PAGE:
Knoxville native Ashley Capps has made the promotion of the arts his life’s work. For over forty years, Ashley has contributed to the performing arts in Tennessee. He launched AC Entertainment in 1991 and built it into one of the country’s largest independent promoters, producing the annual Bonnaroo Music and Arts Festival in Manchester and the Big Ears Festival in Knoxville. Ashley has promoted a wide variety of exceptional music in some of Tennessee’s most influential nonprofit venues including the Tennessee Theatre, the Bijou Theatre, and the Laurel Theater in Knoxville. He has also inspired generations of music fans in Chattanooga, Johnson City, and Nashville.
Ashley’s career began while hosting a jazz show on the University of Tennessee’s WUOT public radio station in 1979. He was approached about setting up a show for an avant-garde cellist named Tristan Honsinger. He booked a small church/performing arts space called the Laurel Theater, made a homemade poster and sold 200 tickets for an artist that few in Knoxville had ever heard of.
In the late 1980s, Ashley opened a club in the Old City of Knoxville called Ella Guru’s. Perhaps Knoxville’s first nightclub to schedule a variety of traveling acts, artists included the Neville Brothers, Bela Fleck, Alison Krauss, Lyle Lovett, and Garth Brooks. Ella Guru’s was the beginning of relationships with artists, managers, and promoters that Ashley continues to this day.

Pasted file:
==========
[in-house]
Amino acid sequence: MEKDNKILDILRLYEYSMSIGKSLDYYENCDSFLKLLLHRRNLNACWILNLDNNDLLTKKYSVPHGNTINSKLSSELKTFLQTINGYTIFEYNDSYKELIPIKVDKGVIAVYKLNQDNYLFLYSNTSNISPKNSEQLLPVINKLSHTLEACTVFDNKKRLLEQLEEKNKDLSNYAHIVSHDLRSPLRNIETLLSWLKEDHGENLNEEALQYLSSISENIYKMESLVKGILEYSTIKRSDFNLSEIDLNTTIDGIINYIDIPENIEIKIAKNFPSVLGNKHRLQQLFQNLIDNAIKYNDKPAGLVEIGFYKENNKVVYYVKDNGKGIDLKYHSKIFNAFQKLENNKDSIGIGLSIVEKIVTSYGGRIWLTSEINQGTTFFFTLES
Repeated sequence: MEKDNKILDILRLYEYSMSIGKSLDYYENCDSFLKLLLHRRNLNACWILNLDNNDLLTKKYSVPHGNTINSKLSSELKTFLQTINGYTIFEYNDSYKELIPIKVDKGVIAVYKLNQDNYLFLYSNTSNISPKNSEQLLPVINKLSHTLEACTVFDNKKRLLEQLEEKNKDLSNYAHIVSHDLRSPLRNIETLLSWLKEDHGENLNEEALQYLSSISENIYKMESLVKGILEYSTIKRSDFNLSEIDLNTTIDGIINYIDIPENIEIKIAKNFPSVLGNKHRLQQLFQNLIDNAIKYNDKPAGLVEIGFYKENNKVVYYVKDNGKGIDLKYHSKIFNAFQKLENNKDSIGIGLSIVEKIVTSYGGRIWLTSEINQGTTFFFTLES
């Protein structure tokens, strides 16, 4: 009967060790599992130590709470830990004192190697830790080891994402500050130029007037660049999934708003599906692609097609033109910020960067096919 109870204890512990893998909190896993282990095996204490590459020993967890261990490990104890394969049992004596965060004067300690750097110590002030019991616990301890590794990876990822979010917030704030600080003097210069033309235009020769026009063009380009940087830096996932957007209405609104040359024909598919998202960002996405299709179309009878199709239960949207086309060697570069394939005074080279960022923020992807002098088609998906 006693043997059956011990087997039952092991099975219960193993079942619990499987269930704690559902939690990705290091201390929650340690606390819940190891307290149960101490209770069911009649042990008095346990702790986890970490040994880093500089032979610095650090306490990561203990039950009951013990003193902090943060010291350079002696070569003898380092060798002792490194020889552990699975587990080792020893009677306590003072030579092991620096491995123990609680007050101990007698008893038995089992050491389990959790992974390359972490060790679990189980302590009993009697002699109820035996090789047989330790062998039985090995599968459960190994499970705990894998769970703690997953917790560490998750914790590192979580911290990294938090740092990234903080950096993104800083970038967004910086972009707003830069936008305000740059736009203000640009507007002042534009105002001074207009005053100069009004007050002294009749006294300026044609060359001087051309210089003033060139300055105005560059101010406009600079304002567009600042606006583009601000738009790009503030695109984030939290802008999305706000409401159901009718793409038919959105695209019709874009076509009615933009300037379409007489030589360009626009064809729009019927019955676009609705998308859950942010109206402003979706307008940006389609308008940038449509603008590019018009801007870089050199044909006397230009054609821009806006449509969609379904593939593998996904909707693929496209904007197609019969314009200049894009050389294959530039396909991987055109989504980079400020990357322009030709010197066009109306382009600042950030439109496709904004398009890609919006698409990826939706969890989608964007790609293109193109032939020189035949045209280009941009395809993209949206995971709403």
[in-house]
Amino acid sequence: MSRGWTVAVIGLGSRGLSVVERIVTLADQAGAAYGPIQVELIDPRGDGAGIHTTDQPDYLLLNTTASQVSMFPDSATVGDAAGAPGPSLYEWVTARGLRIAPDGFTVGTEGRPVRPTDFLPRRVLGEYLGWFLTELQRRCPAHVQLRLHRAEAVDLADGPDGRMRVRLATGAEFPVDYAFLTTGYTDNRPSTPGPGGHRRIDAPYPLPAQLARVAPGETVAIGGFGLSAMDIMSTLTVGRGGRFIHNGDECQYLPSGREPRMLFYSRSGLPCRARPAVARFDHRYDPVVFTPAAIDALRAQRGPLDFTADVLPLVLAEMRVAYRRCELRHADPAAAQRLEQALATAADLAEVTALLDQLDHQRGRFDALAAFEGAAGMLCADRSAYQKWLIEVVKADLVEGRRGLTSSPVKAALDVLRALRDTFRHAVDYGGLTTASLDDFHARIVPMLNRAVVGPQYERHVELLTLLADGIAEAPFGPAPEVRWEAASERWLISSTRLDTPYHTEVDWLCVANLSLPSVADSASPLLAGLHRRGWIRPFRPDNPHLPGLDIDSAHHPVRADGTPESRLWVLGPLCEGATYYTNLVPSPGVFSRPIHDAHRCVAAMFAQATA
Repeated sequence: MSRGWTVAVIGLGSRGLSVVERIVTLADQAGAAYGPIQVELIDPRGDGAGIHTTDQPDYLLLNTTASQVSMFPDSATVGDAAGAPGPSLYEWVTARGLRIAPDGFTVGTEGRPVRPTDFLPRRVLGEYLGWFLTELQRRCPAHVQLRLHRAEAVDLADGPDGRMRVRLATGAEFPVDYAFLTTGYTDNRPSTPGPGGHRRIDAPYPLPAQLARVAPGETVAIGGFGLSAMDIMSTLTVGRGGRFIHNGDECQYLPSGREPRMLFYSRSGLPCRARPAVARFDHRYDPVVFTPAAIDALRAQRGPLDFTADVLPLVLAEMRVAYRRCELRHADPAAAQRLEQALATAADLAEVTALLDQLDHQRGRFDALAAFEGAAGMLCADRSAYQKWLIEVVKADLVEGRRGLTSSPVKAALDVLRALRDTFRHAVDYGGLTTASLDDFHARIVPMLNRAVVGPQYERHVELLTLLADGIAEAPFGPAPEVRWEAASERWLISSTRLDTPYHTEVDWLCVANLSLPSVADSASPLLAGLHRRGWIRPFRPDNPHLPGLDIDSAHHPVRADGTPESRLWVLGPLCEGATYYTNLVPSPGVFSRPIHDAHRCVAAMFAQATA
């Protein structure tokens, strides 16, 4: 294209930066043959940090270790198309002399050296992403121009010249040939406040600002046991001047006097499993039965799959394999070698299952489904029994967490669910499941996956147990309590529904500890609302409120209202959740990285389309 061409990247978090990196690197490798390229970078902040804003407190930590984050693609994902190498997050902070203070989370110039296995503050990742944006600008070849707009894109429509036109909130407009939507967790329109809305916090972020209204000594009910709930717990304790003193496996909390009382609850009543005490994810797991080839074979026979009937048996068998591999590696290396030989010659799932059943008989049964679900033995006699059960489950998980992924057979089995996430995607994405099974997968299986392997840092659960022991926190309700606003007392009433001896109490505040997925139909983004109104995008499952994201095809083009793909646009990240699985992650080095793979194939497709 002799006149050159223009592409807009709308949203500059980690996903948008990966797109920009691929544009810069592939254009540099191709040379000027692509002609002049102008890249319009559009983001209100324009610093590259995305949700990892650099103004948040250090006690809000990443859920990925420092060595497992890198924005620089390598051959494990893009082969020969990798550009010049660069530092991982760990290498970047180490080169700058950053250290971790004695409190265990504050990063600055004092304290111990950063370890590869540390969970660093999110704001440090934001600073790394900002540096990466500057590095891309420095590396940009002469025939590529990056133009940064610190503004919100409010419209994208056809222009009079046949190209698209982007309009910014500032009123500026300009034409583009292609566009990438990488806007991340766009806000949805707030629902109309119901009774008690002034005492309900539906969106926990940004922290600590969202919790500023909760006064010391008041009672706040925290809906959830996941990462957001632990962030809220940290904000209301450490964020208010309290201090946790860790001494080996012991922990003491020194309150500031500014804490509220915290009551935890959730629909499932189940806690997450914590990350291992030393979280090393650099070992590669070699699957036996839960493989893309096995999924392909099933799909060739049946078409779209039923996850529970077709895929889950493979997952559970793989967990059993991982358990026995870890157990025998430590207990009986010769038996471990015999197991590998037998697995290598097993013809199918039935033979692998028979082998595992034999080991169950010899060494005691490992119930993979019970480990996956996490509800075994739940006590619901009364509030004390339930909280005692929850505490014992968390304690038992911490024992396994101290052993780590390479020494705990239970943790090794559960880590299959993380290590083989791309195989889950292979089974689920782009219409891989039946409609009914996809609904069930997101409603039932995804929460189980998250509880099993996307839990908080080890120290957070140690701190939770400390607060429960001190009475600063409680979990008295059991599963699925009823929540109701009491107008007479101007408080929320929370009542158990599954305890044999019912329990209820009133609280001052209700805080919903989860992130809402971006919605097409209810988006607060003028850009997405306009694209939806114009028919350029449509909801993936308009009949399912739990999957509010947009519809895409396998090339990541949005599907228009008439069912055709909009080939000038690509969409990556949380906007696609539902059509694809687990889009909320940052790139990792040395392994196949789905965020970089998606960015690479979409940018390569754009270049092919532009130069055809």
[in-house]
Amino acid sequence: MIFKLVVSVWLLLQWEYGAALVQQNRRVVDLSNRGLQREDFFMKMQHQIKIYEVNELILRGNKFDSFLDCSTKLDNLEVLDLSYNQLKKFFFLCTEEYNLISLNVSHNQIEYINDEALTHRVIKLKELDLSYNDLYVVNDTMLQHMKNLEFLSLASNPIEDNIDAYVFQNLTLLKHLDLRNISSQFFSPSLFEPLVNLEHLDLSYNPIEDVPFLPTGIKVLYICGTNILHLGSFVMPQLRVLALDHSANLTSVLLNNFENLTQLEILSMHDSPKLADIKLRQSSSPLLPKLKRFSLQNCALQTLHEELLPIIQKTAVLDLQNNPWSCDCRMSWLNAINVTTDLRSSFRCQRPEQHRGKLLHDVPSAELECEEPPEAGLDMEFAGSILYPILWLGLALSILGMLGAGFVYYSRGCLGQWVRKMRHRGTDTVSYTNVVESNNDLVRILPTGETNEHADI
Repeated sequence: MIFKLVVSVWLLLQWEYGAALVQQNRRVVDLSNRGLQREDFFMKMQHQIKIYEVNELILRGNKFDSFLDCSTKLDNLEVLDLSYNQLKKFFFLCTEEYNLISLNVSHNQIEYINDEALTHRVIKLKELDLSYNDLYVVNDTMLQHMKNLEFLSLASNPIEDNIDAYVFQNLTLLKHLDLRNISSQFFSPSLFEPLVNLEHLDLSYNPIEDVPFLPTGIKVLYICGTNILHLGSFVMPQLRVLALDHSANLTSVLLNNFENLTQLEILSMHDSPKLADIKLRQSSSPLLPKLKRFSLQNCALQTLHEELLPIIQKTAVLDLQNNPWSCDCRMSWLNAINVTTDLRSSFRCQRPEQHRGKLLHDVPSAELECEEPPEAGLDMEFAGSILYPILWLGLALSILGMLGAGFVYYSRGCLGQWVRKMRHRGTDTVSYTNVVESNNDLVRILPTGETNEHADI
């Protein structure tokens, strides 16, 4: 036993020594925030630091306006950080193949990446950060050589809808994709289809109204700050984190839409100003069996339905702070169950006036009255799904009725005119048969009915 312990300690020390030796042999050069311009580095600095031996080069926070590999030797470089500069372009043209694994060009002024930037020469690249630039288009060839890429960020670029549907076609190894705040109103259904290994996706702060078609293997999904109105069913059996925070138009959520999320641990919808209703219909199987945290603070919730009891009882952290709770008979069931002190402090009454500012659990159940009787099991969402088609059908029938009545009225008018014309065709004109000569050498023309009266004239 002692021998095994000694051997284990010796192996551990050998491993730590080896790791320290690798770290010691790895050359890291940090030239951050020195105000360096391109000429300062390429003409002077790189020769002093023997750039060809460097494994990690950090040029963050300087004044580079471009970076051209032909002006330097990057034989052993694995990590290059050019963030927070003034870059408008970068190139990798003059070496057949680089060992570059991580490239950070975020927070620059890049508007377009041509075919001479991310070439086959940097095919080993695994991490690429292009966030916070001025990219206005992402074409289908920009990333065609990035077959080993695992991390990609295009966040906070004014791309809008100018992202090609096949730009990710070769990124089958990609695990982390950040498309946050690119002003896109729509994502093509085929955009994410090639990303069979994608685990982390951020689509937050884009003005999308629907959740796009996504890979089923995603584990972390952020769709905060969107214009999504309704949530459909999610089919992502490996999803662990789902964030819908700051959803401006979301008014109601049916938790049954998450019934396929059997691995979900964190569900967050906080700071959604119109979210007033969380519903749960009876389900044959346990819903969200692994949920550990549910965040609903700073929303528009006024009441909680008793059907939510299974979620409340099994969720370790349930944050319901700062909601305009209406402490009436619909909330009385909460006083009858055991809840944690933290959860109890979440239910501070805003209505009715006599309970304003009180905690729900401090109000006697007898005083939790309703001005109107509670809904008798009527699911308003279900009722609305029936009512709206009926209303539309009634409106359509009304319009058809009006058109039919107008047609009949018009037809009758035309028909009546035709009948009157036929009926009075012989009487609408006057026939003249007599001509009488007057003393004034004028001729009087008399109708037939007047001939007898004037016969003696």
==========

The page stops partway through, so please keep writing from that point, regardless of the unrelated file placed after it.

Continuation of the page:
Under Ashley’s leadership, AC Entertainment has primarily been responsible for the continued viability and success of Knoxville’s two historic downtown theaters. The world-class programming and the top quality production that musicians have come to expect from these two venues makes them desirable bookings for a wide range of music performances. As many historic theaters across the country struggle to stay afloat, both Knoxville theaters have flourished. The Tennessee Theatre, just a few blocks down from the Bijou, is home to the Knoxville Symphony and the Knoxville Opera.
Since 2001, Ashley has produced Bonnaroo, the first fan-based, multi-day music festival, which from its inception was marked by a vision for good. Its model, now widely emulated, promotes a community of care and responsibility among festivalgoers, and one that has proven sustainable, allowing the purchase and maintenance of the former farm that stages the annual event. Bonnaroo itself continues to increase in popularity and is an economic boon to Coffee County and Tennessee, bringing a notable increase in tourism dollars and economic impact.
Ashley’s enthusiasm for introducing Knoxville and Tennesseans to artists has defined many of his decisions. The annual Big Ears Festival in Knoxville brings hundreds of musicians and thousands of people to venues across the city to stretch their minds, open their ears, and experience unique musical and artistic events.
In 2009, Ashley helped launch the Bonnaroo Works Fund, the charitable arm of the Bonnaroo Festival, supporting nonprofit organizations with Tennessee based arts education and environmental sustainability initiatives. To date, more than $7 million has been donated to a wide range of causes, including Musicians on Call, Nashville Children’s Theatre to bring shows to low-income areas, and the funding of solar panels for the Manchester Coffee County Conference Center.
Ashley is a supporter of the Joy of Music School and the Community School for the Arts in Knoxville. Having served on the board of the Americana Music Association, Ashley has helped bring this genre of music to the forefront.